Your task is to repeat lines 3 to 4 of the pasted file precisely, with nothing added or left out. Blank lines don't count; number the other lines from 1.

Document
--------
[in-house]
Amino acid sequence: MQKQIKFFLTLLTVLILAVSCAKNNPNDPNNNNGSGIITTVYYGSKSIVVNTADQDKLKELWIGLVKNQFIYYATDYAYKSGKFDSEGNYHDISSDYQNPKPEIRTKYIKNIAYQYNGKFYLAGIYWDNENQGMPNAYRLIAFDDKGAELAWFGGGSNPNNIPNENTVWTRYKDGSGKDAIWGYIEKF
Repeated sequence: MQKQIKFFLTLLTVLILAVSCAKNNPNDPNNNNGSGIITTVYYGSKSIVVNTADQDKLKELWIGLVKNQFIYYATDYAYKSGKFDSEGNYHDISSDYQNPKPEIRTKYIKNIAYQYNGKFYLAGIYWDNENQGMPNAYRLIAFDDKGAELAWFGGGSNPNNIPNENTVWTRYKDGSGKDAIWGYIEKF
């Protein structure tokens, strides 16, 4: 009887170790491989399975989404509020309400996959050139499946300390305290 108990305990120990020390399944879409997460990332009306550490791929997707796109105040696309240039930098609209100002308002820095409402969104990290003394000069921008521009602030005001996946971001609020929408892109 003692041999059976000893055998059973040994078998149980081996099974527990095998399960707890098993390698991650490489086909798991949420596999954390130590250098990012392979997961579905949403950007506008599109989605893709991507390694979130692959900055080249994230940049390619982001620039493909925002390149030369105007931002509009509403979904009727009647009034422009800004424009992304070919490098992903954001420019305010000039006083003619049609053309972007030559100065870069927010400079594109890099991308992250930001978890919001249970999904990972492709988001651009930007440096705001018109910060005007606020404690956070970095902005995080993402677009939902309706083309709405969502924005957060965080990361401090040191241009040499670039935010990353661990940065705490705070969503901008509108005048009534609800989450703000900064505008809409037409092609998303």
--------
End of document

Repeated sequence: MQKQIKFFLTLLTVLILAVSCAKNNPNDPNNNNGSGIITTVYYGSKSIVVNTADQDKLKELWIGLVKNQFIYYATDYAYKSGKFDSEGNYHDISSDYQNPKPEIRTKYIKNIAYQYNGKFYLAGIYWDNENQGMPNAYRLIAFDDKGAELAWFGGGSNPNNIPNENTVWTRYKDGSGKDAIWGYIEKF
């Protein structure tokens, strides 16, 4: 009887170790491989399975989404509020309400996959050139499946300390305290 108990305990120990020390399944879409997460990332009306550490791929997707796109105040696309240039930098609209100002308002820095409402969104990290003394000069921008521009602030005001996946971001609020929408892109 003692041999059976000893055998059973040994078998149980081996099974527990095998399960707890098993390698991650490489086909798991949420596999954390130590250098990012392979997961579905949403950007506008599109989605893709991507390694979130692959900055080249994230940049390619982001620039493909925002390149030369105007931002509009509403979904009727009647009034422009800004424009992304070919490098992903954001420019305010000039006083003619049609053309972007030559100065870069927010400079594109890099991308992250930001978890919001249970999904990972492709988001651009930007440096705001018109910060005007606020404690956070970095902005995080993402677009939902309706083309709405969502924005957060965080990361401090040191241009040499670039935010990353661990940065705490705070969503901008509108005048009534609800989450703000900064505008809409037409092609998303």